The Montana Brewers Association is holding it's first annual fall conference on October 7 - 8 in Missoula following yesterday's Montana Brewers Festival. We're participating in a panel discussion tomorrow on the interaction between bloggers/media and brewers. The MBA is graciously allowing us to take part in the full conference line up. After day one, here's my main takeaway.
This confessional moment is valuable for three reasons: 1. Perspective; 2. Appreciation; and 3. Material. Having the perspective to know what you don't know is important in any endeavor, but particularly when trying to establish credibility and respect in a creative, social medium like a blog. Having appreciation for the challenges and opportunities of the area you write about provides valuable perspective. And, hey, when you're the author of a blog about a particular subject, it's great to realize you're not going to run out of material.
With small exception, Montana's breweries are small businesses. They have all the challenges of other small businesses while also having to navigate a heavily regulated segment of industry.
As craft beer drinkers, we know the beer we're enjoying is the product of one or more people milling grain, pitching yeast, filling kegs and drinking on the job. We tend to romanticize the entire production process because, lets face it, beer is the nectar of the gods. We tend to have a general idea about the three tier system, regulatory constraints, and arcane beer laws we love to bitch about, even if we've never read them.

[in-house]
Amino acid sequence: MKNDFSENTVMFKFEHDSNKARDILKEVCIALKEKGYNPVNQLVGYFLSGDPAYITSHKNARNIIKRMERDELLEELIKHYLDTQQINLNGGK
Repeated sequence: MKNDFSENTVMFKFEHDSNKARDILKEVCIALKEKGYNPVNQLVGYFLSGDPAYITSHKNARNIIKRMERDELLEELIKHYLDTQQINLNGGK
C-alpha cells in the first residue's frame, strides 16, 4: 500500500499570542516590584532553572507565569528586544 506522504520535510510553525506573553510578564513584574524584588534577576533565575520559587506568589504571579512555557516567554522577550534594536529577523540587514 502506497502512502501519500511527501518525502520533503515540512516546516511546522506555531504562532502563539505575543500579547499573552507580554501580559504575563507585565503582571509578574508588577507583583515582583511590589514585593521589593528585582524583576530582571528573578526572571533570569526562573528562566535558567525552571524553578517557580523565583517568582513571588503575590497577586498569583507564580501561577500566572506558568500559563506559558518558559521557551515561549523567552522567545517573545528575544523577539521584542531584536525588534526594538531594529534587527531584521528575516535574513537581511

While getting lost in the aroma and flavor of our favorite IPA, we forget - if we even stop to think about it - the practical and not so practical nuts and bolts our breweries deal with to deliver the beer we romanticize. At the Montana Brewers Conference today, I've sat through sessions on beer gas distribution systems and peered into the complexity of "merely" getting the beer from the keg to your glass. Think it's fun having someone say your beer sucks when the fault lies in a tap line that hasn't been cleaned?
Next up, a malt industry discussion raised interesting issues on the future of barley. Try convincing farmers to grow barely when they're able to take lower risks by producing other crops. The Director of the Department of Revenue Liquor Control Division provided helpful interpretations of Montana's complex alcohol licensing system while listening carefully to comments on draft legislation for a new brew-on-premises license (more on that later).
As if that wasn't enough food for thought, listening to a session on distribution contracts revealed a body of law that at times appears exactly the opposite of long standing principles (and constitutional protections) of "freedom of contract." And that's from someone who knows a bit about "the law." A session on personnel laws rounded out the afternoon.
Distribution contracts, personnel issues, commodities, complex regulations and pending legislation. The craft beer industry is by no means alone in any of these issues. But when we go to the doctor's office, we seem to automatically respect, understand and appreciate the complexity of the health care industry, even if we don't understand it. When we head to the bar, the tap room, or crack one at home, we're usually doing it specifically not to think about complexity. Unless it's the multiple layers of the latest imperial stout flowing from our glass.
Perspective is a good thing to seek. These aren't just stories about beer. These are stories about people.